My friend Stacey used to get quizzed by a mom at play group about everything from the brand of her stroller to how many hours she put in at the gym. I probably don’t have to tell you Stacey had an awesome stroller and had the body of a Dallas Cowgirl. But Stacey didn’t see herself that way and when the play group mom quizzed and one-upped her with the number of hours she spent in the gym, Stacey felt slighted and ragey. My tall, successful friend Teppi deals with this confusing situation constantly. A one-upper one ups, Teppi feels bad about herself. Rinse and repeat.
I know you have dealt with a one-upper. If you got up at five, they got up at four. If you got an email from the alderman, they got an email from the pope. Maybe they do it to everyone. One-uppers are on a conquest to be a better mom than you or let you know how fancy their gizmo is or make sure you know they have dinner at nice places. (Because you care!) One-uppers like to tell you how much greater/smarter/fitter/holier/more-sexual-conquesty they are than you in every conversation. You walk away with your energy zapped and your mind fingers all like:
You figure one-uppers act this way because they think they are better than you. How insulting! Maybe on some level you do think they might be right. HOW INFURIATING. The truth is you need to be as gentle as possible with one-uppers because they don’t really think they are better than you at all. In fact, one-uppers have fragile self-esteem and telling you how great they are is how they are trying to impress you. You are worthy of impressing. That is the only message you need to hear the next time someone tells you they refuse to eat processed food when they see you with a hot dog. If they really thought you were beneath them they wouldn’t say a word. When was the last time someone walked up to a homeless guy and said, “I refuse to not have heat and working bathrooms”. That would only happen on Planet Of The Asshats.
One of my favorite Cracked articles, 5 Reasons You’re Accidentally Making Everyone Hate You says this:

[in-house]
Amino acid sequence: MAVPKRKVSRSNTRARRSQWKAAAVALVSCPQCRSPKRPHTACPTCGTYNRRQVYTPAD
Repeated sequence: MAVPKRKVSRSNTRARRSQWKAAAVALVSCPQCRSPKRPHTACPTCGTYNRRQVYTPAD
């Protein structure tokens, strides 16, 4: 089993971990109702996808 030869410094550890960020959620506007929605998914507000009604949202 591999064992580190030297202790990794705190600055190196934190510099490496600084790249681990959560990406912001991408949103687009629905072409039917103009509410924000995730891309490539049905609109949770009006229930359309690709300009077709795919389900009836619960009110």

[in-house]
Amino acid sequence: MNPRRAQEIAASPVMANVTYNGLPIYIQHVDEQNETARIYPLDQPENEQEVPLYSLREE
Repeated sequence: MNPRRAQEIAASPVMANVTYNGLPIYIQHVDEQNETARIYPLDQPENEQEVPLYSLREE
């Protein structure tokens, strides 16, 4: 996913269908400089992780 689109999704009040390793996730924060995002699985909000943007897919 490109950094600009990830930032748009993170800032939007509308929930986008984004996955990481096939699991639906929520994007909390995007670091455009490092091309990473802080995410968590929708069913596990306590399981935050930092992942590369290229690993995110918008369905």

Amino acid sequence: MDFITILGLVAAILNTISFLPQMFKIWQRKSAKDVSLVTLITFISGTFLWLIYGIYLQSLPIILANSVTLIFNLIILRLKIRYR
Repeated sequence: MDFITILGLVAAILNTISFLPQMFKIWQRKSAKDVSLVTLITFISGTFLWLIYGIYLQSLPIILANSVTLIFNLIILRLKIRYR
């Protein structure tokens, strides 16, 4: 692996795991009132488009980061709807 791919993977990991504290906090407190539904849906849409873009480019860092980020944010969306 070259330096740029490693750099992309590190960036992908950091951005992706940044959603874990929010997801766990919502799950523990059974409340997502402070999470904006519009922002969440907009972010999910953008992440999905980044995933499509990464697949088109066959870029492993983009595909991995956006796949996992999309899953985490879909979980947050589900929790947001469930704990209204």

[An] unspoken power dynamic is always at play, whether you acknowledge it or not. In any conversation between two people, one person is going to be more successful than the other, or more attractive, or smarter, or physically stronger, etc. — there are all of these invisible “ranks” where one of you has risen over the other on society’s ladder. Both of you will be aware of them, but neither of you is allowed to mention them. […]
For many of us who are insecure about our “rank,” the subject is basically an open wound. So not only must the subject be avoided, but courtesy demands that the higher person has to pretend to be the lower. So, this leads to the absurd situation where you can be talking to the dude who won the Nobel Prize in astrophysics, but the second he looks at you and says, “I’m smarter than you,” you will hate him for life — even though both of you know it’s true. The boss who acts like your buddy and phrases his or her assignments as requests (“Hey, can you get that report over to accounts by the end of the day?”) is cool, while the boss who says, “Do what I say because I’m the boss and you’re just a minimum wage peon” is an asshole … even though nothing changed other than the phrasing.
These implied power dynamics in every human interaction are the root of the one-upping. The problem is no one ever thinks they are in the position of power. The person one-upping you thinks you are higher on this imagined social ladder because you are worthy to impress. They want to gain your respect or convince themselves they’re good enough or any combination thereof. You think they are in power because they are putting you down, ergo, they must think lowly of you and are judging your choices. Both parties walk away annoyed.
The solution is to know your power and concede to the other person.